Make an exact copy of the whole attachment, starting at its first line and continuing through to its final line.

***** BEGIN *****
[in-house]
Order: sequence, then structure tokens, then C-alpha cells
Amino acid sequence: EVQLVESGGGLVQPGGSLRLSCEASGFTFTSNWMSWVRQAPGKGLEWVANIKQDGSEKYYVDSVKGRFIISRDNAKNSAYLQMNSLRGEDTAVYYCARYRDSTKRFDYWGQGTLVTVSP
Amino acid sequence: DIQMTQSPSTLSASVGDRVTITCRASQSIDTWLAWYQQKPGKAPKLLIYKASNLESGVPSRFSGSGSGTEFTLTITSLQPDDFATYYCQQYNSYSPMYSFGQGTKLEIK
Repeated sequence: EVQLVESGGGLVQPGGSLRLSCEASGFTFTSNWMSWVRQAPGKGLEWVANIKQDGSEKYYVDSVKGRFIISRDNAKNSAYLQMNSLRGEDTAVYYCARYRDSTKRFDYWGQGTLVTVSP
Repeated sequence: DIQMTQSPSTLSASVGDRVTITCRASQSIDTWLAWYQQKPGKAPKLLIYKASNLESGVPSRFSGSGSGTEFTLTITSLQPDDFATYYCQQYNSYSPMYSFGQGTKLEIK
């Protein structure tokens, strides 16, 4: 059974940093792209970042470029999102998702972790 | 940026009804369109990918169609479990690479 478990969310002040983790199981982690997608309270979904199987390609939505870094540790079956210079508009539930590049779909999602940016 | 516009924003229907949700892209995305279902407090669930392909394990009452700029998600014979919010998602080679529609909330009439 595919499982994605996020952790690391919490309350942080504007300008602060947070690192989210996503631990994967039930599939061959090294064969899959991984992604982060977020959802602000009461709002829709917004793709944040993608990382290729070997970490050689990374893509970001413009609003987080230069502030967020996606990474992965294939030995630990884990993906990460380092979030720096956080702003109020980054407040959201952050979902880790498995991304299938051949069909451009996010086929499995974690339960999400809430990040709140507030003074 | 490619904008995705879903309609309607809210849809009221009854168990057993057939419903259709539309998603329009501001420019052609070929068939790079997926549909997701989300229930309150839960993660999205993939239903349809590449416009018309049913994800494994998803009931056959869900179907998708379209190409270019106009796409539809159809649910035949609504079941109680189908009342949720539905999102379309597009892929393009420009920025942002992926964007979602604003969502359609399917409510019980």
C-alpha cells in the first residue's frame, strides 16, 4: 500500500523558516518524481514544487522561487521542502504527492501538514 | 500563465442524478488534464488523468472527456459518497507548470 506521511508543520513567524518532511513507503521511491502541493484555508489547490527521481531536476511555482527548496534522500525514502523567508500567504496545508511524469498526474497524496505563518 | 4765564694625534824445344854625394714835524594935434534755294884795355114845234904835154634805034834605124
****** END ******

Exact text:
[in-house]
Order: sequence, then structure tokens, then C-alpha cells
Amino acid sequence: EVQLVESGGGLVQPGGSLRLSCEASGFTFTSNWMSWVRQAPGKGLEWVANIKQDGSEKYYVDSVKGRFIISRDNAKNSAYLQMNSLRGEDTAVYYCARYRDSTKRFDYWGQGTLVTVSP
Amino acid sequence: DIQMTQSPSTLSASVGDRVTITCRASQSIDTWLAWYQQKPGKAPKLLIYKASNLESGVPSRFSGSGSGTEFTLTITSLQPDDFATYYCQQYNSYSPMYSFGQGTKLEIK
Repeated sequence: EVQLVESGGGLVQPGGSLRLSCEASGFTFTSNWMSWVRQAPGKGLEWVANIKQDGSEKYYVDSVKGRFIISRDNAKNSAYLQMNSLRGEDTAVYYCARYRDSTKRFDYWGQGTLVTVSP
Repeated sequence: DIQMTQSPSTLSASVGDRVTITCRASQSIDTWLAWYQQKPGKAPKLLIYKASNLESGVPSRFSGSGSGTEFTLTITSLQPDDFATYYCQQYNSYSPMYSFGQGTKLEIK
């Protein structure tokens, strides 16, 4: 059974940093792209970042470029999102998702972790 | 940026009804369109990918169609479990690479 478990969310002040983790199981982690997608309270979904199987390609939505870094540790079956210079508009539930590049779909999602940016 | 516009924003229907949700892209995305279902407090669930392909394990009452700029998600014979919010998602080679529609909330009439 595919499982994605996020952790690391919490309350942080504007300008602060947070690192989210996503631990994967039930599939061959090294064969899959991984992604982060977020959802602000009461709002829709917004793709944040993608990382290729070997970490050689990374893509970001413009609003987080230069502030967020996606990474992965294939030995630990884990993906990460380092979030720096956080702003109020980054407040959201952050979902880790498995991304299938051949069909451009996010086929499995974690339960999400809430990040709140507030003074 | 490619904008995705879903309609309607809210849809009221009854168990057993057939419903259709539309998603329009501001420019052609070929068939790079997926549909997701989300229930309150839960993660999205993939239903349809590449416009018309049913994800494994998803009931056959869900179907998708379209190409270019106009796409539809159809649910035949609504079941109680189908009342949720539905999102379309597009892929393009420009920025942002992926964007979602604003969502359609399917409510019980």
C-alpha cells in the first residue's frame, strides 16, 4: 500500500523558516518524481514544487522561487521542502504527492501538514 | 500563465442524478488534464488523468472527456459518497507548470 506521511508543520513567524518532511513507503521511491502541493484555508489547490527521481531536476511555482527548496534522500525514502523567508500567504496545508511524469498526474497524496505563518 | 4765564694625534824445344854625394714835524594935434534755294884795355114845234904835154634805034834605124